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Thread: AMD is working on a new speed testing method




  1. #21
    Join Date
    Aug 2002
    Posts
    24

    Default

    There is a degree of manipulation to be sure. The most glaring one is Intel providing the tech know-how to NewTek in development of Lightwave's software to implement SSE2 instructions.

    Then touting it in the marketing campaigns as a demonstration of the P4's superior architecture.

    Clearly that crosses the line. The same is true with their providing tech know-how to BAPCO if the allegations prove to be true. Although the allegations here are much more serious. This is a clear case of fraud, if proven true.

    Creating proprietary instructions sets for people to code and implement on their own is one thing, but actually providing Intel engineers and programmers to "assist" a major third party software company is another.

    I would say this would fall under the rubric of engaging in anti-competive practices. It is certainly unethical and as we may well see in the class action lawsuit, it may be proven fraudalent.

    Personally, I've always hated the notion of proprietary instruction sets because it creates a lot of headaches in the software development community. Coding for the benefit of only one CPU architecture is counterproductive.

    Just when Intel finally agrees to allow AMD to license SSE2 for their K8 series, they'll most likely introduce another implementation of "instruction sets" into the mix: SSE3.

    Again, this is sad to me. I wish software developers would shun such behavior and refuse to code with proprietary instruction sets. To me it seems to be a lame crutch to support a weak CPU architecture.

    Better yet, I wish consumers would also shun software companies that openly tout the benefits of their software using proprietary instruction sets.

    If Intel had more confidence in their product they would obviously level the playing field. Then the consumer could definitely determine which CPU architecture was superior in performance given the tasks assigned.

    Each architecture has its strengths and weakness. Just be honest about where your strenths are in the marketplace, and try and correct your known weakness in the next revision. But alas, the corporate mentality of today doesn't allow for such noble sentiments. I'm affraid someone expressing such views would be termed naive.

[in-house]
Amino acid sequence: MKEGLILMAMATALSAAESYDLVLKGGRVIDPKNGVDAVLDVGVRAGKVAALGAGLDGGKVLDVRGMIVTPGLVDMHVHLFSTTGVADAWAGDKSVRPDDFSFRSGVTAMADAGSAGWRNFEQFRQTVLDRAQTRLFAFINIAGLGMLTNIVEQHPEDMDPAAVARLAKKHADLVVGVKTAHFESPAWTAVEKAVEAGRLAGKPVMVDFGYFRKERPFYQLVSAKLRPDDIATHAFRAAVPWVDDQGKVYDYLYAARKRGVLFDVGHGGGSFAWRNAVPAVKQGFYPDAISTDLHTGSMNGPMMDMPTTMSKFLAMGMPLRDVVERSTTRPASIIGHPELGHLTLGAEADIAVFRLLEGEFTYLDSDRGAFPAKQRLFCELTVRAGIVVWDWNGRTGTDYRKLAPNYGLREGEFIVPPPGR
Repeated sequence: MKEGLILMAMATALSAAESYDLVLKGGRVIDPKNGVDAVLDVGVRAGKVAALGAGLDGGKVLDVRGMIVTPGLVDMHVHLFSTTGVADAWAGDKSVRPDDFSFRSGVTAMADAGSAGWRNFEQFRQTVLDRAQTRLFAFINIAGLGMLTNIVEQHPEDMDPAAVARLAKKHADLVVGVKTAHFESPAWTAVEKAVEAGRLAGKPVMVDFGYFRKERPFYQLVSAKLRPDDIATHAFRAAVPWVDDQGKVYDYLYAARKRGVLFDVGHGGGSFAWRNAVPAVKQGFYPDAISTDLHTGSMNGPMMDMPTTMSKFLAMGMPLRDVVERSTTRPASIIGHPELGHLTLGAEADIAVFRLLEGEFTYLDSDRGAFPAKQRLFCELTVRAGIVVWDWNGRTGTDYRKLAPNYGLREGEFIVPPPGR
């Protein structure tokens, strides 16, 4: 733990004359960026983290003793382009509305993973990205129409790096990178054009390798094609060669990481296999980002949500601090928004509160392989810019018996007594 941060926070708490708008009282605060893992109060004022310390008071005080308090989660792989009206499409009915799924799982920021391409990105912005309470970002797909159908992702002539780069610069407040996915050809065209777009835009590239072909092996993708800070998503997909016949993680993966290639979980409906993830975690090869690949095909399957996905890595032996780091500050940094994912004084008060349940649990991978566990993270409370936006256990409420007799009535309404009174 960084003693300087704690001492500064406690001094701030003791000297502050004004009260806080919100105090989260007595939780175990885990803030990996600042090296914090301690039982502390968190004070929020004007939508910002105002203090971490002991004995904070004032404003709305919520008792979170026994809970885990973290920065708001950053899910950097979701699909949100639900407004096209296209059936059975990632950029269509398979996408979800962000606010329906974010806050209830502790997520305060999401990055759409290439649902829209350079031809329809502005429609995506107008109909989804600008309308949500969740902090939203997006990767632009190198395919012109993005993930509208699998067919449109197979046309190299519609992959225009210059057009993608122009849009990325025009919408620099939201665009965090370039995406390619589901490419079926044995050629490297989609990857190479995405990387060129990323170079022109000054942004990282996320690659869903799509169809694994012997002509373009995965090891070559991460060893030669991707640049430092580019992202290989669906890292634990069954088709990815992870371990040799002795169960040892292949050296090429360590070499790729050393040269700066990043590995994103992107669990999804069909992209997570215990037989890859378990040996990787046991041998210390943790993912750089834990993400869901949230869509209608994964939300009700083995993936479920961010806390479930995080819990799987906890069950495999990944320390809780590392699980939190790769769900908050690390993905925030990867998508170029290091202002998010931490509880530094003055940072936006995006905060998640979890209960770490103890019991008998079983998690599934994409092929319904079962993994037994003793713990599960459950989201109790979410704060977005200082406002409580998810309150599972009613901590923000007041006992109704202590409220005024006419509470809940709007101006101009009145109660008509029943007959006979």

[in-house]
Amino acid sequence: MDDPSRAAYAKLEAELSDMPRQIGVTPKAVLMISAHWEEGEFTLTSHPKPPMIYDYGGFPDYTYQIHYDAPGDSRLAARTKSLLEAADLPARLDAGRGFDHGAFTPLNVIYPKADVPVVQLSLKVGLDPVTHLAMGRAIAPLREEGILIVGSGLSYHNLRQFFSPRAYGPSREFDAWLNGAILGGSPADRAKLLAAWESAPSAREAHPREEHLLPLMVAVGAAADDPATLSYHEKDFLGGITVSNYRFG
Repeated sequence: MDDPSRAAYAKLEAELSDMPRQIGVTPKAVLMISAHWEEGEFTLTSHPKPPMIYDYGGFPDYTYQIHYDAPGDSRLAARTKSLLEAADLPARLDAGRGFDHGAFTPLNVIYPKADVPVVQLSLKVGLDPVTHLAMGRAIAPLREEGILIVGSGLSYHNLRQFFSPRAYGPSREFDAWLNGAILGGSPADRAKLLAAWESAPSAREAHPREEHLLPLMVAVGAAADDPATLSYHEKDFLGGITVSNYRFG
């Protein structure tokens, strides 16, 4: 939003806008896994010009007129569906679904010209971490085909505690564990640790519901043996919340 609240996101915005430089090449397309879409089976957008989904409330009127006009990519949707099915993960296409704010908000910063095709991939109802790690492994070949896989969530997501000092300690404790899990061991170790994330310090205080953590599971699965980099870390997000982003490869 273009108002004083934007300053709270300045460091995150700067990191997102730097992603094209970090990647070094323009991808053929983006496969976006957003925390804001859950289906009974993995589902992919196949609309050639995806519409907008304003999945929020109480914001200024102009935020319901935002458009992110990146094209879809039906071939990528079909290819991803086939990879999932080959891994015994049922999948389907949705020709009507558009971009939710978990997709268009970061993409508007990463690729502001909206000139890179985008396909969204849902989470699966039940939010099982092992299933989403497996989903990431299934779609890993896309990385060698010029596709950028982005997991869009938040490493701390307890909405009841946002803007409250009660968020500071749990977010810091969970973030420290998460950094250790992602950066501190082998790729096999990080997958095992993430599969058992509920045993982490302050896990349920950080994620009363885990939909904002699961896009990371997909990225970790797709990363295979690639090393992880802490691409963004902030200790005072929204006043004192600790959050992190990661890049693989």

Unfortunately, I'm way too cynical to be naive. But it doesn't remove from me my sense of values to know right from wrong.

    Again I don't want to sound preachy. That is not my intention. I do think Intel's implementation of "Northwood" is pretty good. But on the meter of judging which company is more ethical than the other, I would say Intel is definitely more "shady" in their conduct. That is just my humble little opinion.

    Sigh, please this is not intended to start a flame....although, I know there are people who definitely have some strong opinions on this topic.

    As aways, the best consumer is an informed one. Research your intended product well and buy the one that provides the best price/performance and features for your needs. If you do that, you'll always be content with you purchase.

    And the man finally steps down off his soap box.....:o

  2. #22
    Join Date
    Jul 2002
    Posts
    0

    Default

    At the least it would be fair to let everyone use those instruction sets so that the playing field is more level.

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